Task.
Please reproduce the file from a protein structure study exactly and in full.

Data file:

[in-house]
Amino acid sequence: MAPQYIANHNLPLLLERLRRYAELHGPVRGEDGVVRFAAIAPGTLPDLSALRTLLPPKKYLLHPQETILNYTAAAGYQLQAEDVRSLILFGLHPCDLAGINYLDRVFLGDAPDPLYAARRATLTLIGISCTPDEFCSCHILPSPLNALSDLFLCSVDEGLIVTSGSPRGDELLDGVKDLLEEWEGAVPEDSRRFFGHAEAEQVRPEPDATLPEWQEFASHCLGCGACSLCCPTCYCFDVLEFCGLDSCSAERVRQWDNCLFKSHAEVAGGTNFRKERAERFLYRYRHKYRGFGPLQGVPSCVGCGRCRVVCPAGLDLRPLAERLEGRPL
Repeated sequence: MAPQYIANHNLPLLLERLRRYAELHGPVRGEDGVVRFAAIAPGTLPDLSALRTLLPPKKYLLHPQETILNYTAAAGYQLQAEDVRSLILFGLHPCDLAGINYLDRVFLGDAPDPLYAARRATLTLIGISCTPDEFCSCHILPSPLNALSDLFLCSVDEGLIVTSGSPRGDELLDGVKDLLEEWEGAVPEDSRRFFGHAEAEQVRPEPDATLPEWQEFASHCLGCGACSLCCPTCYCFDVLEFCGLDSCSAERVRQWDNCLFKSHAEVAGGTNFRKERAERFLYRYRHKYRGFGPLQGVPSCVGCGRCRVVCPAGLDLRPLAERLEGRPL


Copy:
[in-house]
Amino acid sequence: MAPQYIANHNLPLLLERLRRYAELHGPVRGEDGVVRFAAIAPGTLPDLSALRTLLPPKKYLLHPQETILNYTAAAGYQLQAEDVRSLILFGLHPCDLAGINYLDRVFLGDAPDPLYAARRATLTLIGISCTPDEFCSCHILPSPLNALSDLFLCSVDEGLIVTSGSPRGDELLDGVKDLLEEWEGAVPEDSRRFFGHAEAEQVRPEPDATLPEWQEFASHCLGCGACSLCCPTCYCFDVLEFCGLDSCSAERVRQWDNCLFKSHAEVAGGTNFRKERAERFLYRYRHKYRGFGPLQGVPSCVGCGRCRVVCPAGLDLRPLAERLEGRPL
Repeated sequence: MAPQYIANHNLPLLLERLRRYAELHGPVRGEDGVVRFAAIAPGTLPDLSALRTLLPPKKYLLHPQETILNYTAAAGYQLQAEDVRSLILFGLHPCDLAGINYLDRVFLGDAPDPLYAARRATLTLIGISCTPDEFCSCHILPSPLNALSDLFLCSVDEGLIVTSGSPRGDELLDGVKDLLEEWEGAVPEDSRRFFGHAEAEQVRPEPDATLPEWQEFASHCLGCGACSLCCPTCYCFDVLEFCGLDSCSAERVRQWDNCLFKSHAEVAGGTNFRKERAERFLYRYRHKYRGFGPLQGVPSCVGCGRCRVVCPAGLDLRPLAERLEGRPL